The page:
NAMA Opposes Efforts to Restrict Trade in Wheat Between the U.S. and CanadaSeptember 17, 2002
CONTACT: James Bair, Vice President
WASHINGTON, D.C. – September 17, 2002 – The North American Millers' Association (NAMA) expressed disappointment that the North Dakota Wheat Commission (NWDC) filed antidumping and countervailing duty petitions with the U.S. Department of Commerce and the International Trade Commission (ITC), seeking again to restrict trade in wheat with Canada. NAMA supports the United States Trade Representative's decision last February not to set tariff rate quotas on wheat as had been petitioned by the NDWC.
In December 2001, the ITC issued a report in response to the previous petition of the NWDC. The Commission reported that in its five-year study of wheat purchase contracts, U.S. millers paid higher prices for wheat from Canada in 59 of the 60 months. “Based on these findings, we don't believe that meets the definition of dumping,” said NAMA chairman Bernard J. Rothwell III.
U.S. millers buy Canadian wheat for specific milling or baking properties and to supplement the U.S. crop. The U.S. durum crop was insufficient to meet demand in 15 out of the last 15 years. The hard red spring wheat crop was insufficient in 12 of the last 15 years. According to the North Dakota Wheat Commission's own quality reports, less than one-half of the crop each year meets the milling quality grades of U.S. Number 1 or 2.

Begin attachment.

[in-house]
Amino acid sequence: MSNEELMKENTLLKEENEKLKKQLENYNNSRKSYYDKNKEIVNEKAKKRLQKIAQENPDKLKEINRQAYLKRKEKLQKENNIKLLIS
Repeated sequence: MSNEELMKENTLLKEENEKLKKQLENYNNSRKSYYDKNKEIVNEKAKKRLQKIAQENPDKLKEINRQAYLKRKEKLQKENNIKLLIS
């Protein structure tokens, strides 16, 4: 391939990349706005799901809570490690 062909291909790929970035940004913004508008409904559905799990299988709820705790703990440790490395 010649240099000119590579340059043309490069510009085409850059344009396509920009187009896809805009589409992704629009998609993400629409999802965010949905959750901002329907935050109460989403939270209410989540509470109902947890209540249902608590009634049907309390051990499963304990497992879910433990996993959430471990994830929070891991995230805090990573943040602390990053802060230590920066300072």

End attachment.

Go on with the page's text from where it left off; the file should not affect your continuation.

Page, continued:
U.S. millers buy far more wheat from U.S. growers, and actually buy as much U.S. wheat as all foreign buyers combined. The severe drought in both the U.S. and Canada this year highlights the necessity of having access to the entire North American crop.
“It has been NAMA's longstanding position that the monopoly powers of State Trading Enterprises, including the Canadian Wheat Board, should be challenged through the World Trade Organization negotiations. The U.S. Government is doing that now and they have our support,” Rothwell stated.
NAMA has 42 member companies operating 164 wheat, corn, oat and rye mills in 38 states and 150 cities. Its membership represents about 90% of the total U.S. capacity.